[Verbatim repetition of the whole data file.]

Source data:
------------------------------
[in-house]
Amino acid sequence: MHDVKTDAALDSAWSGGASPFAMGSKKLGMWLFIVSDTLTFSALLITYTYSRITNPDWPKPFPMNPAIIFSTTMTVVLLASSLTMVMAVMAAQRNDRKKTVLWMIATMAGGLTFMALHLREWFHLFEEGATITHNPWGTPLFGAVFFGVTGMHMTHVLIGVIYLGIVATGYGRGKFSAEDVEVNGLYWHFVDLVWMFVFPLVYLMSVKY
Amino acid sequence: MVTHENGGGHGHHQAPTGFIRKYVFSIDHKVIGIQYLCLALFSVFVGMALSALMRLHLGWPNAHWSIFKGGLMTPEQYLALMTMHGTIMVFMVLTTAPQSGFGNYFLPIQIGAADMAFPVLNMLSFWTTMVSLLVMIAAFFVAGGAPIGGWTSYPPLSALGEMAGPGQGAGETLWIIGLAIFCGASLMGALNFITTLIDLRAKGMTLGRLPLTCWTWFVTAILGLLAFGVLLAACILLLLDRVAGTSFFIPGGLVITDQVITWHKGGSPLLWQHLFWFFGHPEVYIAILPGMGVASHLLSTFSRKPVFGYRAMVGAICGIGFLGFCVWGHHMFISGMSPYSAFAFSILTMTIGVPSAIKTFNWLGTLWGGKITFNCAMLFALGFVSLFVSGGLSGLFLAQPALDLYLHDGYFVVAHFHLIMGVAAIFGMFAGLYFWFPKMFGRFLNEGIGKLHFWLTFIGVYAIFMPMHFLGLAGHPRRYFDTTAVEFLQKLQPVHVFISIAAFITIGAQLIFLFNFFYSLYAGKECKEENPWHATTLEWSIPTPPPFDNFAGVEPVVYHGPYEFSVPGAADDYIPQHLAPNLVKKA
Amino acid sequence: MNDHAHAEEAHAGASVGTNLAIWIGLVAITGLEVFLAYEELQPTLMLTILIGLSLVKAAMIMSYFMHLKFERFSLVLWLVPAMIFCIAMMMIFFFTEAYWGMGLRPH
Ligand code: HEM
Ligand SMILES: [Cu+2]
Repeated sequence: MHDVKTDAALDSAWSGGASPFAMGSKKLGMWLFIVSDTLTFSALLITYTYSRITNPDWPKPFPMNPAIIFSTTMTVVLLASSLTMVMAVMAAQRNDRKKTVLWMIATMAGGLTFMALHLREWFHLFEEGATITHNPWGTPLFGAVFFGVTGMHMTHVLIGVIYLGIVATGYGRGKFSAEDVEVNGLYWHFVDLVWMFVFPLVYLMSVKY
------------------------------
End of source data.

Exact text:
[in-house]
Amino acid sequence: MHDVKTDAALDSAWSGGASPFAMGSKKLGMWLFIVSDTLTFSALLITYTYSRITNPDWPKPFPMNPAIIFSTTMTVVLLASSLTMVMAVMAAQRNDRKKTVLWMIATMAGGLTFMALHLREWFHLFEEGATITHNPWGTPLFGAVFFGVTGMHMTHVLIGVIYLGIVATGYGRGKFSAEDVEVNGLYWHFVDLVWMFVFPLVYLMSVKY
Amino acid sequence: MVTHENGGGHGHHQAPTGFIRKYVFSIDHKVIGIQYLCLALFSVFVGMALSALMRLHLGWPNAHWSIFKGGLMTPEQYLALMTMHGTIMVFMVLTTAPQSGFGNYFLPIQIGAADMAFPVLNMLSFWTTMVSLLVMIAAFFVAGGAPIGGWTSYPPLSALGEMAGPGQGAGETLWIIGLAIFCGASLMGALNFITTLIDLRAKGMTLGRLPLTCWTWFVTAILGLLAFGVLLAACILLLLDRVAGTSFFIPGGLVITDQVITWHKGGSPLLWQHLFWFFGHPEVYIAILPGMGVASHLLSTFSRKPVFGYRAMVGAICGIGFLGFCVWGHHMFISGMSPYSAFAFSILTMTIGVPSAIKTFNWLGTLWGGKITFNCAMLFALGFVSLFVSGGLSGLFLAQPALDLYLHDGYFVVAHFHLIMGVAAIFGMFAGLYFWFPKMFGRFLNEGIGKLHFWLTFIGVYAIFMPMHFLGLAGHPRRYFDTTAVEFLQKLQPVHVFISIAAFITIGAQLIFLFNFFYSLYAGKECKEENPWHATTLEWSIPTPPPFDNFAGVEPVVYHGPYEFSVPGAADDYIPQHLAPNLVKKA
Amino acid sequence: MNDHAHAEEAHAGASVGTNLAIWIGLVAITGLEVFLAYEELQPTLMLTILIGLSLVKAAMIMSYFMHLKFERFSLVLWLVPAMIFCIAMMMIFFFTEAYWGMGLRPH
Ligand code: HEM
Ligand SMILES: [Cu+2]
Repeated sequence: MHDVKTDAALDSAWSGGASPFAMGSKKLGMWLFIVSDTLTFSALLITYTYSRITNPDWPKPFPMNPAIIFSTTMTVVLLASSLTMVMAVMAAQRNDRKKTVLWMIATMAGGLTFMALHLREWFHLFEEGATITHNPWGTPLFGAVFFGVTGMHMTHVLIGVIYLGIVATGYGRGKFSAEDVEVNGLYWHFVDLVWMFVFPLVYLMSVKY